Childhood cancer and residential proximity to power lines. UK Childhood Cancer Study Investigators.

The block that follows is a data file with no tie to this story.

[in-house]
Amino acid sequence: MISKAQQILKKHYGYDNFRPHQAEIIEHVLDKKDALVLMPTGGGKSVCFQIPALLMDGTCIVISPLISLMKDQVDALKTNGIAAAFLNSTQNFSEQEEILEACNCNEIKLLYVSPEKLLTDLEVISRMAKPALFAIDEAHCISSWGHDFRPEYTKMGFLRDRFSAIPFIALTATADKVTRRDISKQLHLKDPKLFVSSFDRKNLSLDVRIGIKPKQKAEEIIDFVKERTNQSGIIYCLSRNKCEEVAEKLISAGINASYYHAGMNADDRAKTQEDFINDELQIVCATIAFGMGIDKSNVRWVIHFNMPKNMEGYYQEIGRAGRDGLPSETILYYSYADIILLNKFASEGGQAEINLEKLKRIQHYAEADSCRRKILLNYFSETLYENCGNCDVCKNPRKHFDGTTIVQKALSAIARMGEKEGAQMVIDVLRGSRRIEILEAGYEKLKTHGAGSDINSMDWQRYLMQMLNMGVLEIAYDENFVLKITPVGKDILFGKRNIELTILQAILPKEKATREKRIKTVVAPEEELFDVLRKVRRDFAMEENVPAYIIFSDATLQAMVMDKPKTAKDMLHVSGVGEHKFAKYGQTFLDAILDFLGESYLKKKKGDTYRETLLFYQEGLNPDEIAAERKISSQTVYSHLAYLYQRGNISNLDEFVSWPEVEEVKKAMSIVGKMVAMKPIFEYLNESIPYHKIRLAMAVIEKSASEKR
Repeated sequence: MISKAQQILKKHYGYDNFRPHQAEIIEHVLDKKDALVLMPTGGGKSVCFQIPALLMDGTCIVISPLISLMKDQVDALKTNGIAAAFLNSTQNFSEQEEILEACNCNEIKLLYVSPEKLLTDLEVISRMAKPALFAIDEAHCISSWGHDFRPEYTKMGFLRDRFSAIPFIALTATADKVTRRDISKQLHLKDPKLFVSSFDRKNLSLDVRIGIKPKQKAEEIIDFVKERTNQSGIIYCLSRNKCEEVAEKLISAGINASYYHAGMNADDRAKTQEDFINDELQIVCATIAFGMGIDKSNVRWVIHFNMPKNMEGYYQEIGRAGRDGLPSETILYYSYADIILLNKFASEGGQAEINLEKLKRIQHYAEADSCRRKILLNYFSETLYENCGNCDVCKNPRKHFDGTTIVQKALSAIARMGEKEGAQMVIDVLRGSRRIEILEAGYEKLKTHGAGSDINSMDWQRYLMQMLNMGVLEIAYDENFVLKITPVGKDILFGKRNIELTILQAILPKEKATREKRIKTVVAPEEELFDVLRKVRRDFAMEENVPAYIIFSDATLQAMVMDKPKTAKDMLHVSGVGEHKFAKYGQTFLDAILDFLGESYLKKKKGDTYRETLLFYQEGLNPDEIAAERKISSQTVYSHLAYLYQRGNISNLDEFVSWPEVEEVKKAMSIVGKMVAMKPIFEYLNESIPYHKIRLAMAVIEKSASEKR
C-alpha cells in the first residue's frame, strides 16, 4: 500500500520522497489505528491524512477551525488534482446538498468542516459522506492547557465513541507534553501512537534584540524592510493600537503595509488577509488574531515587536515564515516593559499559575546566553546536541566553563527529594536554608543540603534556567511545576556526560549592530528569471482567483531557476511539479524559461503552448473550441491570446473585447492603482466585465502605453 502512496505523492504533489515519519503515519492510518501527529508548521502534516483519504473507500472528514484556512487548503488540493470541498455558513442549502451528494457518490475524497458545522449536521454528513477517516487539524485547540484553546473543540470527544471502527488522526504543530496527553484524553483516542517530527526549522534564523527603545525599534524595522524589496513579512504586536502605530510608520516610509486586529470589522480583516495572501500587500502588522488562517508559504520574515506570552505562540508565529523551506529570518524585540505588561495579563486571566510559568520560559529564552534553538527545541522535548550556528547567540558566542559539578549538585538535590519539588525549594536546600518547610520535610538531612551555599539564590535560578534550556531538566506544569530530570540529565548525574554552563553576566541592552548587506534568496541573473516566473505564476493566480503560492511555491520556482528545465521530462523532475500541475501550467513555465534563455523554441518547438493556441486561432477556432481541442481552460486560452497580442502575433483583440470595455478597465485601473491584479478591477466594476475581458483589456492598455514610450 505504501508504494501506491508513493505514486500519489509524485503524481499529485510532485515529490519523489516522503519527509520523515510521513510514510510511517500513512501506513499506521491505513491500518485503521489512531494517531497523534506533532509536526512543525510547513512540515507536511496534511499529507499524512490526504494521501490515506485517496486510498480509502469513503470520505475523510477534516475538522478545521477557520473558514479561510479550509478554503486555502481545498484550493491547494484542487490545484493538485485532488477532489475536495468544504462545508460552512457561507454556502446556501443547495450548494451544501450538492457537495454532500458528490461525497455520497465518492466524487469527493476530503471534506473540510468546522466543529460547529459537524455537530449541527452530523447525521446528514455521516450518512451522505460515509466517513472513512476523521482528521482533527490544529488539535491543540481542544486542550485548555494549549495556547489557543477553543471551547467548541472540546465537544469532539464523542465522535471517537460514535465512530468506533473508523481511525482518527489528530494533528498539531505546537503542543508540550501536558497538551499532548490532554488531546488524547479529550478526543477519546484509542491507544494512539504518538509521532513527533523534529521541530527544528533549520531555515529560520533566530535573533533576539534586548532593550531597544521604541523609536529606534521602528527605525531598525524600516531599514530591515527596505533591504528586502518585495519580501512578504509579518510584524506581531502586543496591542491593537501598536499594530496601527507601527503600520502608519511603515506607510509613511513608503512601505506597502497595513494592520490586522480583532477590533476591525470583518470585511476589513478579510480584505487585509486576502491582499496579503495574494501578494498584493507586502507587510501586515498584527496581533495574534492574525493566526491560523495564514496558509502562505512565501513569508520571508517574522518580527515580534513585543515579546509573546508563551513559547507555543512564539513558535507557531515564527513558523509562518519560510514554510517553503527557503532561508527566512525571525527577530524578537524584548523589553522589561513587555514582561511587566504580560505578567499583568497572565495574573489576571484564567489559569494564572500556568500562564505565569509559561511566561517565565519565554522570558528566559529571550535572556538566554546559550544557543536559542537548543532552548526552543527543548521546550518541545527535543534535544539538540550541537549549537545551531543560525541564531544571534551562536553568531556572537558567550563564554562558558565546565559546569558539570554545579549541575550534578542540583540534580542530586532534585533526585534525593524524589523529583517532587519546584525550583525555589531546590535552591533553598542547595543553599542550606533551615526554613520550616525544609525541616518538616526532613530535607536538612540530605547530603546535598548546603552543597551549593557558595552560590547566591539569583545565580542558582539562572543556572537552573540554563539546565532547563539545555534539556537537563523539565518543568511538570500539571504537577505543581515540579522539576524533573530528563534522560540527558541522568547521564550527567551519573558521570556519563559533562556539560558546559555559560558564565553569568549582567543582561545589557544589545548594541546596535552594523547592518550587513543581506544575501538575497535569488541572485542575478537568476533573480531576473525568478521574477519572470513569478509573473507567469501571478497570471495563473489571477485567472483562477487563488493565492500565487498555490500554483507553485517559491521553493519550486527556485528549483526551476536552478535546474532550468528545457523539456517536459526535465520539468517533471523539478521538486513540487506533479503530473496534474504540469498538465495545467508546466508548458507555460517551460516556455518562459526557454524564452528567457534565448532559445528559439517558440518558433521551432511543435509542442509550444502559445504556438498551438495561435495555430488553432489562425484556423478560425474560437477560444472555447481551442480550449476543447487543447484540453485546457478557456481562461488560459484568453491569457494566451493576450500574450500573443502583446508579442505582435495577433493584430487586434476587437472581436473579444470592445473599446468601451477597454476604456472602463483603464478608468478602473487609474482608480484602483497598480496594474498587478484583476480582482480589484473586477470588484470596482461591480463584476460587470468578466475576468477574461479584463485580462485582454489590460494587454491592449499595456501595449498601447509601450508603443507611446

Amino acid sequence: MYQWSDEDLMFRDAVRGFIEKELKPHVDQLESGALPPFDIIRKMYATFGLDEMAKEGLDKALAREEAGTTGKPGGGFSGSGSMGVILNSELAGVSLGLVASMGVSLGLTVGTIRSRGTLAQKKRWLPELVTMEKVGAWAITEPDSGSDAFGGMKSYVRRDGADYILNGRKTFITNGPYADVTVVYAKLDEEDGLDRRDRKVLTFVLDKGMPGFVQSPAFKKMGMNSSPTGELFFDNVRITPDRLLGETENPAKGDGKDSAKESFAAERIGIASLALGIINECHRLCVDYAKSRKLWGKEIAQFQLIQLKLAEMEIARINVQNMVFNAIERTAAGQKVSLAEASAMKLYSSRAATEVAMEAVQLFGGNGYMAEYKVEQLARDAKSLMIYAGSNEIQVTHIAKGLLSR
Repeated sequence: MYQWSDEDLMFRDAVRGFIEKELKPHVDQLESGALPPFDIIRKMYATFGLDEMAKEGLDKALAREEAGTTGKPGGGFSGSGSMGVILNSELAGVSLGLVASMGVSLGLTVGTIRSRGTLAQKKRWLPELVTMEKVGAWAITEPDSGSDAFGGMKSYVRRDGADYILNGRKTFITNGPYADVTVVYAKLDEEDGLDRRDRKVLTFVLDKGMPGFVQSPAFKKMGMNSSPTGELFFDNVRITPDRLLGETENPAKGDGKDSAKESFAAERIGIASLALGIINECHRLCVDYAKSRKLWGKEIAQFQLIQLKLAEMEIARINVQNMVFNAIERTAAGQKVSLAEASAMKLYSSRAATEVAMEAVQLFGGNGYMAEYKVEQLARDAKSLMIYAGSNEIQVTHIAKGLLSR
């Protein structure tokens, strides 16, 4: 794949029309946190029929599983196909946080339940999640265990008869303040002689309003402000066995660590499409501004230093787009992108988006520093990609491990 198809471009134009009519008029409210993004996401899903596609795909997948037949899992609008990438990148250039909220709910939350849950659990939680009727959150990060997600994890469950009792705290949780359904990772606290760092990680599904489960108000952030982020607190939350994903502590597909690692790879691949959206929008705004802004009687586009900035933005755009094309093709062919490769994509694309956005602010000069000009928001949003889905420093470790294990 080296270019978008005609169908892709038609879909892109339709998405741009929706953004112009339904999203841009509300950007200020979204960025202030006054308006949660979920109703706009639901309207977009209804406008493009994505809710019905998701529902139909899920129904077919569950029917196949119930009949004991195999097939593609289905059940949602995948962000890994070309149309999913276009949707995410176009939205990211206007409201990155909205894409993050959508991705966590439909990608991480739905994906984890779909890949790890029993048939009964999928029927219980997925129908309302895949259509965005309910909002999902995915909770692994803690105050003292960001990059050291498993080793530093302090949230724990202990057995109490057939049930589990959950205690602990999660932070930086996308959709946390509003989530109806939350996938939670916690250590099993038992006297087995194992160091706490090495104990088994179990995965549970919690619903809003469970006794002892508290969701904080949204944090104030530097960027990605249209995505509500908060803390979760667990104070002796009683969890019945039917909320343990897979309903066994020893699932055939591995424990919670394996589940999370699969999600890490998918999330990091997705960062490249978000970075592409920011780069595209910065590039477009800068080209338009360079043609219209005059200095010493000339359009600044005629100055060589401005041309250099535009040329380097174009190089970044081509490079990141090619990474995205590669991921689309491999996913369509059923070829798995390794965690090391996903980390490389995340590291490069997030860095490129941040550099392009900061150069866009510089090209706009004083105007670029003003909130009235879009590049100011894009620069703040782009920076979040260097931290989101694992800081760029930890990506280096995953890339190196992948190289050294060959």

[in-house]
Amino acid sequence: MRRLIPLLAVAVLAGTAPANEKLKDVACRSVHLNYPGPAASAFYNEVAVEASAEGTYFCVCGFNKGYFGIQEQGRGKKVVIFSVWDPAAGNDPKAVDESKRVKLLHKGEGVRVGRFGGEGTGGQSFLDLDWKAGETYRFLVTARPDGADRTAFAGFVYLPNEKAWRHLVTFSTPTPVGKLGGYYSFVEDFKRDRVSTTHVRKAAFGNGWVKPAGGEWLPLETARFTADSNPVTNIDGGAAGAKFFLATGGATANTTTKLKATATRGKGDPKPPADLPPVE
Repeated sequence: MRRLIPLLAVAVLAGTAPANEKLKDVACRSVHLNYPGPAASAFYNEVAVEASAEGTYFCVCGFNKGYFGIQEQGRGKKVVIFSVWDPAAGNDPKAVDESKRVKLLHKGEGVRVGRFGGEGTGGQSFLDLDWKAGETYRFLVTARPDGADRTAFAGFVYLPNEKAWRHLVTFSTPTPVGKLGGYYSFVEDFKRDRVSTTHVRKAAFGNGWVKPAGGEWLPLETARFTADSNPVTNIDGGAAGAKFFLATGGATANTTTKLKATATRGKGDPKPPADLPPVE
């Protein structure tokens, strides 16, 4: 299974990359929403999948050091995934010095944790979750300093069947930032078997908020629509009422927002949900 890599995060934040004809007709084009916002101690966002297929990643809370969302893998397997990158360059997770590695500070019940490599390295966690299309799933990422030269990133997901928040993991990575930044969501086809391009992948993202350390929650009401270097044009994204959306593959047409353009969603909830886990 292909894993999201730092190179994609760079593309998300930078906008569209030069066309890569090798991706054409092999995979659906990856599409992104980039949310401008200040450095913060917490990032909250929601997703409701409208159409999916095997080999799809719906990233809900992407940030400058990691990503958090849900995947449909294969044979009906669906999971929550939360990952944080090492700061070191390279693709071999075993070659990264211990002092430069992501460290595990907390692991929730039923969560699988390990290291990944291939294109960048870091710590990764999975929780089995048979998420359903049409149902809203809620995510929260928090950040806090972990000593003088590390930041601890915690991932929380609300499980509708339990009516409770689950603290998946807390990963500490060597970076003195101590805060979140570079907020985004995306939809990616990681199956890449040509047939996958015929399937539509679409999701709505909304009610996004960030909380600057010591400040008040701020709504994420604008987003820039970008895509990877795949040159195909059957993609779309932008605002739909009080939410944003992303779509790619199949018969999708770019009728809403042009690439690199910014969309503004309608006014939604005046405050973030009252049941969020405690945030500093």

In the United Kingdom Childhood Cancer Study, a population-based case-control study covering the whole of England, Scotland and Wales, measured power-frequency magnetic fields were not found to be associated with risk for any malignancy. To examine further the risk associated with residential proximity to electricity supply equipment, distances to high-voltage lines, underground cables, substations and distribution circuits were collected for 3380 cases and 3390 controls. Magnetic field exposure from this equipment was calculated using distance, load and other circuit information. There was no evidence that either proximity to electrical installations or the magnetic field levels they produce in the UK is associated with increased risk of childhood leukaemia or any other cancer. Odds ratios of 0.73 (95% CI = 0.42-1.26) for acute lymphoblastic leukaemia, 0.75 (95% CI = 0.45-1.25) for all leukaemias, 1.08 (95% CI = 0.56-2.09) for central nervous system cancers and 0.92 (95% CI = 0.64-1.34) for all malignancies were obtained for residence within 50 m of an overhead line. When individuals with a calculated magnetic field exposure > or = 0.2 microT were compared to those in a reference category of exposure <0.1 microT, odds ratios of 0.51 (95% CI = 0.11-2.33) for acute lymphoblastic leukaemia, 0.41 (95% CI = 0. 09-1.87) for total leukaemia, 0.48 (95% CI =0.06-3.76) for central nervous system cancers and 0.62 (95% CI = 0.24-1.61) for all malignancies were obtained.